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Andrew Garfield Blames Sony For Amazing Spider-Man 2's Non-Amazingness

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Forget the Sinister Six; if Andrew Garfield is correct, Spider-Man's most dangerous foes may be Sony executives. The star says the reason Amazing Spider-Man 2 flopped is because of interference from the studio, which removed too much of the story and left the movie a bit of a mess.

Here's Garfield hating Mondays discussing it with The Daily Beast:

For me, I read the script that Alex [Kurtzman] and Bob [Orci] wrote, and I genuinely loved it. There was this thread running through it. I think what happened was, through the pre-production, production, and post-production, when you have something that works as a whole, and then you start removing portions of it—because there was even more of it than was in the final cut, and everything was related. Once you start removing things and saying, "No, that doesn't work," then the thread is broken, and it's hard to go with the flow of the story. Certain people at the studio had problems with certain parts of it, and ultimately the studio is the final say in those movies because they're the tentpoles, so you have to answer to those people.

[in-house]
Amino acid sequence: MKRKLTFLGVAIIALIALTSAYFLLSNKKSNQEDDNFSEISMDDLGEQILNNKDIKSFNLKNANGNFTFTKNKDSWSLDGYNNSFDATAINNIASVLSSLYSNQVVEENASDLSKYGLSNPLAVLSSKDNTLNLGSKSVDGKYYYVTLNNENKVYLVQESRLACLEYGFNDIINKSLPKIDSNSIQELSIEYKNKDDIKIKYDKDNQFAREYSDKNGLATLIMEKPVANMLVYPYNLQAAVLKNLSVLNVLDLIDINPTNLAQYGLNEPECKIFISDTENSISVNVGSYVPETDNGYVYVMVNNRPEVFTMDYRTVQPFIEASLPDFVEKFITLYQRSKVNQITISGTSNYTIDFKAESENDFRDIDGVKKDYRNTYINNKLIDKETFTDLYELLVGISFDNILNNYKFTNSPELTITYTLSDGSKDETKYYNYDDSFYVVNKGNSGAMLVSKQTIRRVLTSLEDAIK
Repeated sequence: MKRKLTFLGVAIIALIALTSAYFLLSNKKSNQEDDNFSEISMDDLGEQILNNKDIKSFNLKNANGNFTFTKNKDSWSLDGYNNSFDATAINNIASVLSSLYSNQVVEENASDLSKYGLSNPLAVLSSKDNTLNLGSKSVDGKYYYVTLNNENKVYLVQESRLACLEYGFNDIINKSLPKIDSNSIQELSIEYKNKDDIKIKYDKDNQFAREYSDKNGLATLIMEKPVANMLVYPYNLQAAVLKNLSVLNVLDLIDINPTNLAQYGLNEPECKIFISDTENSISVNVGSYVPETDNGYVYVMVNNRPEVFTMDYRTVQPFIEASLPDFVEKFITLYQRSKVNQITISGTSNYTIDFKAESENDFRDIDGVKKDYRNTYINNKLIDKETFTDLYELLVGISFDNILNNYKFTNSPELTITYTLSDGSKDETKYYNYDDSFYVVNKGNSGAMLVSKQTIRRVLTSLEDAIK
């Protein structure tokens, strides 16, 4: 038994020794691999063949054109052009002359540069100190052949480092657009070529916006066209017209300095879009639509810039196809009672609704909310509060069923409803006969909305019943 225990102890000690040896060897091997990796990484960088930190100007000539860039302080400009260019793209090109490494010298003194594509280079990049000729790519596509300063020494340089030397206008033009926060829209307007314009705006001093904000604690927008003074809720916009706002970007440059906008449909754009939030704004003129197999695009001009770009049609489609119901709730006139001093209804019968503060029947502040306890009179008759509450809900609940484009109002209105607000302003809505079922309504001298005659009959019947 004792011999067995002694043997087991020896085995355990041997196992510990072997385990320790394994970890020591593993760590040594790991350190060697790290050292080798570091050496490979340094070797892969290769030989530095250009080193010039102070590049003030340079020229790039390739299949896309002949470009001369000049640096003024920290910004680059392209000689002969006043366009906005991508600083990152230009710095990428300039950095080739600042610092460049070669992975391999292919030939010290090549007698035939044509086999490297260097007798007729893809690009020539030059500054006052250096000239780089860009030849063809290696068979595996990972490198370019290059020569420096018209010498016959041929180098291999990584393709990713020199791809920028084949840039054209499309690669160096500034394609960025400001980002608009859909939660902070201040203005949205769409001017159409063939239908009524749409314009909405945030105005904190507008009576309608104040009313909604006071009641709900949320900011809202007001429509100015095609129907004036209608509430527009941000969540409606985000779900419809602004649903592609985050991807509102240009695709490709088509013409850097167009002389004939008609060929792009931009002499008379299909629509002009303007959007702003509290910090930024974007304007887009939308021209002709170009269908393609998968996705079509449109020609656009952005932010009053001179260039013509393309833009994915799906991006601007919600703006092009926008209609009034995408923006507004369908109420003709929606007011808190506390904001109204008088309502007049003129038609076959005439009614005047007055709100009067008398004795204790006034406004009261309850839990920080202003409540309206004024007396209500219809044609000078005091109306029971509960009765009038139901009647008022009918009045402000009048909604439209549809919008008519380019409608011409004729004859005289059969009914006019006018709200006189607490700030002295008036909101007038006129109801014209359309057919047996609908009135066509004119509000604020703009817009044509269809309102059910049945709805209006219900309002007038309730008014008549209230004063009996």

But I'll tell you this: Talking about the experience as opposed to how it was perceived, I got to work in deep scenes that you don't usually see in comic book movies, and I got to explore this orphan boy—a lot of which was taken out, and which we'd explored more. It's interesting to do a postmortem. I'm proud of a lot of it and had a good time, and was a bit taken aback by the response.


I'm not sure how to feel about this. I mean, studio interference has been around as long as Hollywood has, and it's rare that they have ideas that actually improve the movies they release. On the other hand, the final run time of Amazing Spider-Man 2 was still two hours and 22 minutes — which is pretty damn long. Surely there was some point in the process where director Marc Webb realized this movie was going to be an untenable three hours long, and could figure out a way to tighten the movie without losing "the flow of the story," as it were.

Also, I doubt there were any scenes Sony cut that would have made why Peter Parker refused to give his blood to his best friend to save his life any more explicable.


[Via IGN]